August Wilson’s “Jitney,” chronologically the seventh in a 10-play cycle illustrating the African-American experience in 20th century America, is actually his first play and was conceived in 1979. Rich with feisty and rhythmic language, the drama is shaped with clarity, the production spiced with rolling humor and emotional candor.
Set in Pittsburgh in the late ’70s, the action takes place in an abandoned storefront that serves as a “jitney” station, the equivalent of a gypsy cab. The taxi drivers chip in monthly dues and use their own cars to make local runs for the black community. Their building is about to be razed for what seems to be dubious urban development, forcing them to close the business or find new quarters.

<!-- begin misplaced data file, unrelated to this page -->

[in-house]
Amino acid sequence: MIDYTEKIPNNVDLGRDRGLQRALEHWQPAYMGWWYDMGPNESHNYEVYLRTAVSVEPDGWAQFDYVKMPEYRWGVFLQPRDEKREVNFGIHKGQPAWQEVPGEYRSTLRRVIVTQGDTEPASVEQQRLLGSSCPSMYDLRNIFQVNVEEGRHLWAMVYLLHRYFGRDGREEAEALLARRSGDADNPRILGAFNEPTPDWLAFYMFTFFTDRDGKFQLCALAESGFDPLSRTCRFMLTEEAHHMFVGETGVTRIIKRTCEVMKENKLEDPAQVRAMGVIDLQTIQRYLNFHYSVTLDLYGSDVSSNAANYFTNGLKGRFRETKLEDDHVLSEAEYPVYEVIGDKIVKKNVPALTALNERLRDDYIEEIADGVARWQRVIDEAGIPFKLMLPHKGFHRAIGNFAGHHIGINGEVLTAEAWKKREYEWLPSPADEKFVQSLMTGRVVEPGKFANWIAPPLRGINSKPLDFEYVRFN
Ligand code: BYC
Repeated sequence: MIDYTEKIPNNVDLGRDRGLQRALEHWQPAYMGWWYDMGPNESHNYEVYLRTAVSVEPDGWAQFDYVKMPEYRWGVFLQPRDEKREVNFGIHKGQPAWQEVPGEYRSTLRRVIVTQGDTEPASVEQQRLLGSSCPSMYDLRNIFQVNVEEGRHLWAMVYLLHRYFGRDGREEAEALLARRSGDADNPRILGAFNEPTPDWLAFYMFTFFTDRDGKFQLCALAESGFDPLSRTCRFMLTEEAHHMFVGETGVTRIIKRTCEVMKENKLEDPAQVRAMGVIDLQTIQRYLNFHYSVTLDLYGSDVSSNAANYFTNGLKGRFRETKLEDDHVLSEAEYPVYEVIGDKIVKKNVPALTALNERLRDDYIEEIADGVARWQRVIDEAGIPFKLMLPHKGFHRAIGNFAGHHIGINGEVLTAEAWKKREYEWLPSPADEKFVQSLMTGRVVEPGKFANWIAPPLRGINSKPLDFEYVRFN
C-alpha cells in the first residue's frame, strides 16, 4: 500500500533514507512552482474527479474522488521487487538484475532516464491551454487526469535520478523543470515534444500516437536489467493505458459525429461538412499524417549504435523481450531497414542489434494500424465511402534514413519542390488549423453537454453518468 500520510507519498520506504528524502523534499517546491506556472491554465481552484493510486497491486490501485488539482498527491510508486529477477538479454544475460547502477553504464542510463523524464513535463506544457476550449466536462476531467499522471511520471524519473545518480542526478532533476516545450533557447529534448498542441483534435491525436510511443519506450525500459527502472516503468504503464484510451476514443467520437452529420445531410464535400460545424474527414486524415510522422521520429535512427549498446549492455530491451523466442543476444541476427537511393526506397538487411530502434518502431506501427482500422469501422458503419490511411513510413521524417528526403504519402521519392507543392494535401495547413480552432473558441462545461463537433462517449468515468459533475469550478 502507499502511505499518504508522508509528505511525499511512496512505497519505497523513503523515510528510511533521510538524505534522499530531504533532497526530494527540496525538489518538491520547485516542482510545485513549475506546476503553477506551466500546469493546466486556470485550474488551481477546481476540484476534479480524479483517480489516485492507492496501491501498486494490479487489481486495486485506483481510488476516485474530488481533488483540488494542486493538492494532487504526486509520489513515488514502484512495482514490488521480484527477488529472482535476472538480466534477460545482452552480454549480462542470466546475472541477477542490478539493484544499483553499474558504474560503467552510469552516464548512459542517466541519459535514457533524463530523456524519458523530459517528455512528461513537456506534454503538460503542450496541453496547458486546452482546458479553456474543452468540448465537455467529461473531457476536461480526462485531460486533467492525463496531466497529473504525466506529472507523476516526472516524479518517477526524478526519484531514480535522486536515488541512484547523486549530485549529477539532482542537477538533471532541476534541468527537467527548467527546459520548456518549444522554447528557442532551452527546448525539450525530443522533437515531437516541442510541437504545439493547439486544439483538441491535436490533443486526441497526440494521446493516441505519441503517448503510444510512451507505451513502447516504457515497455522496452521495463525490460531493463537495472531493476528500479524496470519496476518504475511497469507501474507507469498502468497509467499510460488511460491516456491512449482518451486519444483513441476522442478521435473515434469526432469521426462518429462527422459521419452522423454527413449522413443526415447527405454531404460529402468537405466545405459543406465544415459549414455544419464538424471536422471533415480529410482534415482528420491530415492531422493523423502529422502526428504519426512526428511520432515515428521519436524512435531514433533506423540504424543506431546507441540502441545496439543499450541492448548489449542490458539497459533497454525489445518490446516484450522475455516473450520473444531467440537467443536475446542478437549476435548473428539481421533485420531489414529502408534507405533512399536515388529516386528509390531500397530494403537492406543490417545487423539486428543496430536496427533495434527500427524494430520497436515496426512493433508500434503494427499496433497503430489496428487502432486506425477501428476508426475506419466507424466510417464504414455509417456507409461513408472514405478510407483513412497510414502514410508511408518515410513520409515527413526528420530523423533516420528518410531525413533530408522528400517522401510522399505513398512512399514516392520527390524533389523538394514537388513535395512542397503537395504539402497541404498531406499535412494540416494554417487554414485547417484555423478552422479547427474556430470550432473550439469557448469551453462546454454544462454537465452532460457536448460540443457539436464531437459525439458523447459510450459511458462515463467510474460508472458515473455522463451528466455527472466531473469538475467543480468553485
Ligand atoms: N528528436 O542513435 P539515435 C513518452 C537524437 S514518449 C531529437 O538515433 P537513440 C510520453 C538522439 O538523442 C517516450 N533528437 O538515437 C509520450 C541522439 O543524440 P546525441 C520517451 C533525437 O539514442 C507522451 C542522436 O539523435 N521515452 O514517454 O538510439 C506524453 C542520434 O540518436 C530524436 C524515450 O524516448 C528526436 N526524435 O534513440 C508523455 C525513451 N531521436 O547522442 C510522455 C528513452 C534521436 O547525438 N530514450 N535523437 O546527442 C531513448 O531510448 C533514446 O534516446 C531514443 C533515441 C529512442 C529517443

Wilson has provided each character with a clear individual voice and a common cause, which leads the narrative to a powerful final curtain. The characters include Becker (Paul Butler), the paternal manager for the drivers, and Youngblood (Curtis McClarin), a Vietnam veteran struggling to secure a 30-year mortgage. Fielding (Anthony Chisholm), Billy Eckstine’s former tailor, is now an alcoholic, boozing in self-pity over a wife who left him 20 years earlier, and Turnbo, powerfully played by Stephen McKinley Henderson, is a lopsided philosopher, gossip and all-around troublemaker.
It is Turnbo who summons the play’s earthy humor and erupts in violent confrontation with Youngblood. Finally, there is Booster (Jerome Preston Bates), the prodigal son who returns to give the story its focus and tragic strength. It is a compelling tale, led with unswerving staging by Walter Dallas.
Scott Bradley has designed the station with seedy realism, and Constanza Romero’s slept-in costumes are an asset. A fall engagement at the Manhattan Theatre Club is expected.